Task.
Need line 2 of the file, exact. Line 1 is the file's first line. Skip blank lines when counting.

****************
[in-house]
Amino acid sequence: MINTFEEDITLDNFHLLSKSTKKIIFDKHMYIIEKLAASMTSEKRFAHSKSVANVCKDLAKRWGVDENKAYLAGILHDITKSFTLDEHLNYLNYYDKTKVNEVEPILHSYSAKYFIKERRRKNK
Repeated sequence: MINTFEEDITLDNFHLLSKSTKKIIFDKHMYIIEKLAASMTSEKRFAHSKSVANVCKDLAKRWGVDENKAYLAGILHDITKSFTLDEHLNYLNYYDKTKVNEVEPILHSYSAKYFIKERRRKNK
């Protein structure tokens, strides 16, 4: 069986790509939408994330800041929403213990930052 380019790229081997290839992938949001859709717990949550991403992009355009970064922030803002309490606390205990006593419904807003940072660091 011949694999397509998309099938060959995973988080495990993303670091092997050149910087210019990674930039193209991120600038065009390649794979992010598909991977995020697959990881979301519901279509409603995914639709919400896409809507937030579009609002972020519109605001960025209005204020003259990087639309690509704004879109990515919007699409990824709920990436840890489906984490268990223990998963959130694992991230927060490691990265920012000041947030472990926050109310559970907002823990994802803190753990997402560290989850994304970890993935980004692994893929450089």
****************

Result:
Amino acid sequence: MINTFEEDITLDNFHLLSKSTKKIIFDKHMYIIEKLAASMTSEKRFAHSKSVANVCKDLAKRWGVDENKAYLAGILHDITKSFTLDEHLNYLNYYDKTKVNEVEPILHSYSAKYFIKERRRKNK